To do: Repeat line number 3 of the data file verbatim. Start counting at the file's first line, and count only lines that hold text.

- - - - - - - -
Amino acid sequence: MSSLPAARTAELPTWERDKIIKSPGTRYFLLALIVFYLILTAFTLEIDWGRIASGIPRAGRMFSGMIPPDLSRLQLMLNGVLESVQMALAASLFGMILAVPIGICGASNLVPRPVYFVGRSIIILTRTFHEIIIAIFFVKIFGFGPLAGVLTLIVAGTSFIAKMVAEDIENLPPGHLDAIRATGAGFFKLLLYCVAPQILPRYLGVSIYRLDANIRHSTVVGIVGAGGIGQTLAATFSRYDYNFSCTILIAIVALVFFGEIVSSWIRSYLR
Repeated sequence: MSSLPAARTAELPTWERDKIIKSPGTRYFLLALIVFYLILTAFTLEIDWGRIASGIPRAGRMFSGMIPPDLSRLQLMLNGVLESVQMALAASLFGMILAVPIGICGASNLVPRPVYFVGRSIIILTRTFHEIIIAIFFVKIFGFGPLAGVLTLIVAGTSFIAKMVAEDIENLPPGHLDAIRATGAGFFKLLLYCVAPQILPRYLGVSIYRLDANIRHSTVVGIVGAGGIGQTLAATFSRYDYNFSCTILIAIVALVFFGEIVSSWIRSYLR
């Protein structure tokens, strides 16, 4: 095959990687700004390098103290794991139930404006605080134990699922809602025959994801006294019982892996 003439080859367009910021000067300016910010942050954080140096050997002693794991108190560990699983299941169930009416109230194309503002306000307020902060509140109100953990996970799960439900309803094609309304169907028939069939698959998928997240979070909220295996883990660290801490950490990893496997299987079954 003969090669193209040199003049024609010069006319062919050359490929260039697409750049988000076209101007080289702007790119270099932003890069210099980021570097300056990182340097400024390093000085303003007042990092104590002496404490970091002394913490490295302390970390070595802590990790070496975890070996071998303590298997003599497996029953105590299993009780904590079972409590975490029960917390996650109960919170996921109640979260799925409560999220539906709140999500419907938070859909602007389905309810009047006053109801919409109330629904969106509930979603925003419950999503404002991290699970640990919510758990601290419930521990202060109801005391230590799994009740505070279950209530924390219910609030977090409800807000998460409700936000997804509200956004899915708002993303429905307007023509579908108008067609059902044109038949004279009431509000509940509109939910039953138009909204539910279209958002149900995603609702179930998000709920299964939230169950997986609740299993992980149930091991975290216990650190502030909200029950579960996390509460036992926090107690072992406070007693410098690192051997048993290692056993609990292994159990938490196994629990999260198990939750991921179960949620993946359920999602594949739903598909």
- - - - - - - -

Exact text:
């Protein structure tokens, strides 16, 4: 095959990687700004390098103290794991139930404006605080134990699922809602025959994801006294019982892996 003439080859367009910021000067300016910010942050954080140096050997002693794991108190560990699983299941169930009416109230194309503002306000307020902060509140109100953990996970799960439900309803094609309304169907028939069939698959998928997240979070909220295996883990660290801490950490990893496997299987079954 003969090669193209040199003049024609010069006319062919050359490929260039697409750049988000076209101007080289702007790119270099932003890069210099980021570097300056990182340097400024390093000085303003007042990092104590002496404490970091002394913490490295302390970390070595802590990790070496975890070996071998303590298997003599497996029953105590299993009780904590079972409590975490029960917390996650109960919170996921109640979260799925409560999220539906709140999500419907938070859909602007389905309810009047006053109801919409109330629904969106509930979603925003419950999503404002991290699970640990919510758990601290419930521990202060109801005391230590799994009740505070279950209530924390219910609030977090409800807000998460409700936000997804509200956004899915708002993303429905307007023509579908108008067609059902044109038949004279009431509000509940509109939910039953138009909204539910279209958002149900995603609702179930998000709920299964939230169950997986609740299993992980149930091991975290216990650190502030909200029950579960996390509460036992926090107690072992406070007693410098690192051997048993290692056993609990292994159990938490196994629990999260198990939750991921179960949620993946359920999602594949739903598909």